We watched the bear work a small section of hillside around the base of a prominent cliff and when it disappeared among some bluffs we decided our best bet was to go straight up the 1,000′ slope to get above and hopefully maneuver into position from the top. Of course the slope didn’t look all that difficult in comparison to climbing after sheep, but there were quite a few places that we literally found ourselves climbing up through alders without our feet even touching the ground. There was a lot of sweating, huffing and puffing, but I didn’t want to waste much time and I knew when we got to the top we would be able to move without too much trouble. Unfortunately there was a pretty good cut in the slope once we got the first ridgeline so we had to go all the way to the top and circle back around the cut to get on the main ridge leading toward the bear. All in all we had probably spent close to an hour which always makes me nervous, especially considering we could not see the bear during this time.
After getting our wind we began moving quickly across the top back toward the last place we had spotted the bear, and within 10-15 minutes we were in the ballpark, but the world looked totally different from up on top, as it always does, and trying to spot the bear below us was not as easy as we had hoped. We glassed everything, moving cautiously, glassing the slope below us and the terrain rolling all the way back to that certain lazy creek that dissected the valley below, but we saw nothing, then it happened. A moose was spotted near the base of the slope and it was looking uphill. The brush was noisy, and we were concerned that the bear would hear us as we worked slowly down to get a better vantage point, but now I was sure the moose had heard us and appeared to be watching us so I hoped it would not do anything that would give us away. We watched it for a moment, before I finally concluded it was not watching us at all but it either smelled the bear, or was watching the bear so we maneuvered to the next little rise directly in front of us and there was the back of our bear rising above the grasses and devil’s club. The moose had pin pointed the location for us and we quickly decided it was not going to be viable for Dolph to get on this bear with the bow due to the noisy brush, so he opted to take my Brno 602 once again and he got into position, waiting for the bear to give us a better view. It was only a moment or two before we could see everything from the bottom of the belly up and Dolph let the big 450 gr. Barnes TSX loose from the Lott and the bear responded as if a train had hit it. Fortunately for Dolph there was no blood coming from his end this time.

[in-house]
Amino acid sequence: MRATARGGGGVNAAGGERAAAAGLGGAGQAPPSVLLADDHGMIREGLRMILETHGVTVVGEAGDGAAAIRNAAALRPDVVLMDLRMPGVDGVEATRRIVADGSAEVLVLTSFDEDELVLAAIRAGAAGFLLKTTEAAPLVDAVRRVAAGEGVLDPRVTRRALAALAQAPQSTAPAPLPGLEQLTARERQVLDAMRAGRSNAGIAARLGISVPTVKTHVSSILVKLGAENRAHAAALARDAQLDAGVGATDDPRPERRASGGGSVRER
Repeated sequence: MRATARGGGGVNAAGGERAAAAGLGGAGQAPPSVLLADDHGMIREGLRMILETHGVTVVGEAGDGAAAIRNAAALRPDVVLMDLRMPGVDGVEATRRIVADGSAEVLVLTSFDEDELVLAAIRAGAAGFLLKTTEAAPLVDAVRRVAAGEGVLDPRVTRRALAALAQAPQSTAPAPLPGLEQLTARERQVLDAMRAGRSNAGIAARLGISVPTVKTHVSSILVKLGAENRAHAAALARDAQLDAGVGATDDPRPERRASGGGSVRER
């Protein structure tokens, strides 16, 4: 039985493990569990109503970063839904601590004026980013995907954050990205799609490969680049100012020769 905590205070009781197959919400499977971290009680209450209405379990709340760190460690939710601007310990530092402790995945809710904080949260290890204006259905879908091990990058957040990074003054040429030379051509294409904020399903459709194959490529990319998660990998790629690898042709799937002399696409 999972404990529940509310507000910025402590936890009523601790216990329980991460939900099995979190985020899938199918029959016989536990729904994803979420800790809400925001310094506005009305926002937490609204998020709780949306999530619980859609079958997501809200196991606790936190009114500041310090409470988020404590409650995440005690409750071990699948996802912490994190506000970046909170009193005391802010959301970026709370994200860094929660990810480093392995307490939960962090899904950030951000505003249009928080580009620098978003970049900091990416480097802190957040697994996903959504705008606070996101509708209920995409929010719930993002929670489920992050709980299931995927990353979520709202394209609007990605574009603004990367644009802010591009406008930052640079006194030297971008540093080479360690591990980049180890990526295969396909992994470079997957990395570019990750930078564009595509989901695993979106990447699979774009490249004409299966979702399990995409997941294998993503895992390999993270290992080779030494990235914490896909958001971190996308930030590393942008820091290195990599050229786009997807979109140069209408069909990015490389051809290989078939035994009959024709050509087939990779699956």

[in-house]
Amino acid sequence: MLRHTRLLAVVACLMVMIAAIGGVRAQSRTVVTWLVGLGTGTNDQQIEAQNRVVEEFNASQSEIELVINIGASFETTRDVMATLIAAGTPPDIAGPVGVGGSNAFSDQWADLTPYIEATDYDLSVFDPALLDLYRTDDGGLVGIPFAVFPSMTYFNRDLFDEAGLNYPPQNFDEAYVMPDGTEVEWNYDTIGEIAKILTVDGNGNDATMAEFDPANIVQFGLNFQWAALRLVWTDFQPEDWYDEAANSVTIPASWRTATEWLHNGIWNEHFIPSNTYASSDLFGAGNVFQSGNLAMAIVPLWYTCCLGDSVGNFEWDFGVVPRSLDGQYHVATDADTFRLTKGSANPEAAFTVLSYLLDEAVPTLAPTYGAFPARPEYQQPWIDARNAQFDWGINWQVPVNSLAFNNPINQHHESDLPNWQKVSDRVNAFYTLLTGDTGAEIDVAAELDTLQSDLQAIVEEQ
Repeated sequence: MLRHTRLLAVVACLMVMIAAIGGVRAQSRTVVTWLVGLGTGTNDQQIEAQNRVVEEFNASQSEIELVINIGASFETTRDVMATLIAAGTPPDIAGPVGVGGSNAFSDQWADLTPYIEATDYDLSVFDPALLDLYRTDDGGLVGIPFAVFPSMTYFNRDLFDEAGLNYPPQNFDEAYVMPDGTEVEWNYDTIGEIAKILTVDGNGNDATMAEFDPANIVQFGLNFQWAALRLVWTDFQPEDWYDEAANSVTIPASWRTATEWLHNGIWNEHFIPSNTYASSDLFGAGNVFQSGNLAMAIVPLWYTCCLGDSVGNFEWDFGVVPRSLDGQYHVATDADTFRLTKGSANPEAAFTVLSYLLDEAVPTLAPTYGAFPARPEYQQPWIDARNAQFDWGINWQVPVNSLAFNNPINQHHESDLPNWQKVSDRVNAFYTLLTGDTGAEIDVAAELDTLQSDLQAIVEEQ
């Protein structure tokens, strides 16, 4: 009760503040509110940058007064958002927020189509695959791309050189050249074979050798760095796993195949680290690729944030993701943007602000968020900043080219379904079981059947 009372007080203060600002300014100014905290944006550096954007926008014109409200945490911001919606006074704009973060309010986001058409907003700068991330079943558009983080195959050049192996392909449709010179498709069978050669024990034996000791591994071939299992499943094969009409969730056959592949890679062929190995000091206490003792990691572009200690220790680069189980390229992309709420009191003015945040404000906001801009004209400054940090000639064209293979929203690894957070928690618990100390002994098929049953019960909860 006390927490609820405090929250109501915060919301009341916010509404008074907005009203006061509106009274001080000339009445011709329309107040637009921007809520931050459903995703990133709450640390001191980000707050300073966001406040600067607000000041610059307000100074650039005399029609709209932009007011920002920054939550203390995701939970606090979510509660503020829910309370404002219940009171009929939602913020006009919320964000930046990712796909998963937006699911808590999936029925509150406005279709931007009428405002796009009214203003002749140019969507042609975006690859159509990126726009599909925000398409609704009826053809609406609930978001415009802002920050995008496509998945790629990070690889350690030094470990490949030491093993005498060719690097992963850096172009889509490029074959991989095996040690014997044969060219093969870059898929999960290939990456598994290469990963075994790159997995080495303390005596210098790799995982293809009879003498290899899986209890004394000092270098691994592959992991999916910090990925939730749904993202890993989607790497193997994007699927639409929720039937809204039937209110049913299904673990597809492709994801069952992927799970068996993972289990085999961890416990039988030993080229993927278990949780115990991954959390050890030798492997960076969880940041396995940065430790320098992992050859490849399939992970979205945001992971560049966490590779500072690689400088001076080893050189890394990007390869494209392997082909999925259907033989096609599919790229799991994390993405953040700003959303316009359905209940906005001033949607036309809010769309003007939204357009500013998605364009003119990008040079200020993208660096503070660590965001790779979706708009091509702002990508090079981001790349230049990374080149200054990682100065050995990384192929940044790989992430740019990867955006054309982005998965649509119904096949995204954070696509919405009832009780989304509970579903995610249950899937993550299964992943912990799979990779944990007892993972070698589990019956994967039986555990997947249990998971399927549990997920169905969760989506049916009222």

The bear was down on a patch of snow in the midst of the alders and devil’s club and after some admiration and congratulations we returned to camp to return later with Josh to help us get the work done, and as we worked our way back off the slope down to that gorgeous clear water creek the wind picked up to 40-50 mph. with sleet and black sand peppering our faces as we made our way back out to the beach, but we hardly gave it thought, knowing that any storm approaching would be just a little too late to keep us from our prey.